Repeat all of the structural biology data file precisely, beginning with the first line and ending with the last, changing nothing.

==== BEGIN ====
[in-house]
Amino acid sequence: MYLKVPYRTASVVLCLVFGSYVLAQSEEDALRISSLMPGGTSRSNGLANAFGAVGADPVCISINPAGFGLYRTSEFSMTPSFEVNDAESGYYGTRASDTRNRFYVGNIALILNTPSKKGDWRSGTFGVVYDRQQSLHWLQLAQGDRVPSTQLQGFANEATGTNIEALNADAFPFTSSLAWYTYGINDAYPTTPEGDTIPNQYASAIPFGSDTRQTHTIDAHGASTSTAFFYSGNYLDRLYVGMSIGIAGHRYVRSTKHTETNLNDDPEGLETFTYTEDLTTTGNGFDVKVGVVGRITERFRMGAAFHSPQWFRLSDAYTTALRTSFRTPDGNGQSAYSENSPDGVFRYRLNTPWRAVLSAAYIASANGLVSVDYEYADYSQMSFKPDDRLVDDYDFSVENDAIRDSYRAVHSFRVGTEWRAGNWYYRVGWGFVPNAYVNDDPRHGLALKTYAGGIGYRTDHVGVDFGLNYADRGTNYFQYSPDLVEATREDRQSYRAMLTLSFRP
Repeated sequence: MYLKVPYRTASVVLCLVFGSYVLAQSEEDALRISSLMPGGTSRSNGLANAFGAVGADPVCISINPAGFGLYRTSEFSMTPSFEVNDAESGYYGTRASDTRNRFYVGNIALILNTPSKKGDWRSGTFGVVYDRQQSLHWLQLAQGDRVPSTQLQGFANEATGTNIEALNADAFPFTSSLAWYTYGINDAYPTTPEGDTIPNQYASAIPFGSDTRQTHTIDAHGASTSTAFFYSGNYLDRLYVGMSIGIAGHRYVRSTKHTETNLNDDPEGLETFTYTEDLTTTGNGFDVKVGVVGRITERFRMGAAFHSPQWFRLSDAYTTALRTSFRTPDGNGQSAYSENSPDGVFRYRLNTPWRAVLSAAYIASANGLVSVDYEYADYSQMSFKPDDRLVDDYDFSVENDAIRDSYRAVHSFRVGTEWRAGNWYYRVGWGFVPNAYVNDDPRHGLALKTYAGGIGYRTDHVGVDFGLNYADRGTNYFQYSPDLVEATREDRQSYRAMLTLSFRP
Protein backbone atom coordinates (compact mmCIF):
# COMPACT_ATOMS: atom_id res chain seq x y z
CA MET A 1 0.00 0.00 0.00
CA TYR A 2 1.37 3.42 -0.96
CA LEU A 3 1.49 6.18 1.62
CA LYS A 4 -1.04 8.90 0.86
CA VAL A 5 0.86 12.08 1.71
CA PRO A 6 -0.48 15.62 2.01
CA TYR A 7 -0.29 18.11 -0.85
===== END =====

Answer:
[in-house]
Amino acid sequence: MYLKVPYRTASVVLCLVFGSYVLAQSEEDALRISSLMPGGTSRSNGLANAFGAVGADPVCISINPAGFGLYRTSEFSMTPSFEVNDAESGYYGTRASDTRNRFYVGNIALILNTPSKKGDWRSGTFGVVYDRQQSLHWLQLAQGDRVPSTQLQGFANEATGTNIEALNADAFPFTSSLAWYTYGINDAYPTTPEGDTIPNQYASAIPFGSDTRQTHTIDAHGASTSTAFFYSGNYLDRLYVGMSIGIAGHRYVRSTKHTETNLNDDPEGLETFTYTEDLTTTGNGFDVKVGVVGRITERFRMGAAFHSPQWFRLSDAYTTALRTSFRTPDGNGQSAYSENSPDGVFRYRLNTPWRAVLSAAYIASANGLVSVDYEYADYSQMSFKPDDRLVDDYDFSVENDAIRDSYRAVHSFRVGTEWRAGNWYYRVGWGFVPNAYVNDDPRHGLALKTYAGGIGYRTDHVGVDFGLNYADRGTNYFQYSPDLVEATREDRQSYRAMLTLSFRP
Repeated sequence: MYLKVPYRTASVVLCLVFGSYVLAQSEEDALRISSLMPGGTSRSNGLANAFGAVGADPVCISINPAGFGLYRTSEFSMTPSFEVNDAESGYYGTRASDTRNRFYVGNIALILNTPSKKGDWRSGTFGVVYDRQQSLHWLQLAQGDRVPSTQLQGFANEATGTNIEALNADAFPFTSSLAWYTYGINDAYPTTPEGDTIPNQYASAIPFGSDTRQTHTIDAHGASTSTAFFYSGNYLDRLYVGMSIGIAGHRYVRSTKHTETNLNDDPEGLETFTYTEDLTTTGNGFDVKVGVVGRITERFRMGAAFHSPQWFRLSDAYTTALRTSFRTPDGNGQSAYSENSPDGVFRYRLNTPWRAVLSAAYIASANGLVSVDYEYADYSQMSFKPDDRLVDDYDFSVENDAIRDSYRAVHSFRVGTEWRAGNWYYRVGWGFVPNAYVNDDPRHGLALKTYAGGIGYRTDHVGVDFGLNYADRGTNYFQYSPDLVEATREDRQSYRAMLTLSFRP
Protein backbone atom coordinates (compact mmCIF):
# COMPACT_ATOMS: atom_id res chain seq x y z
CA MET A 1 0.00 0.00 0.00
CA TYR A 2 1.37 3.42 -0.96
CA LEU A 3 1.49 6.18 1.62
CA LYS A 4 -1.04 8.90 0.86
CA VAL A 5 0.86 12.08 1.71
CA PRO A 6 -0.48 15.62 2.01
CA TYR A 7 -0.29 18.11 -0.85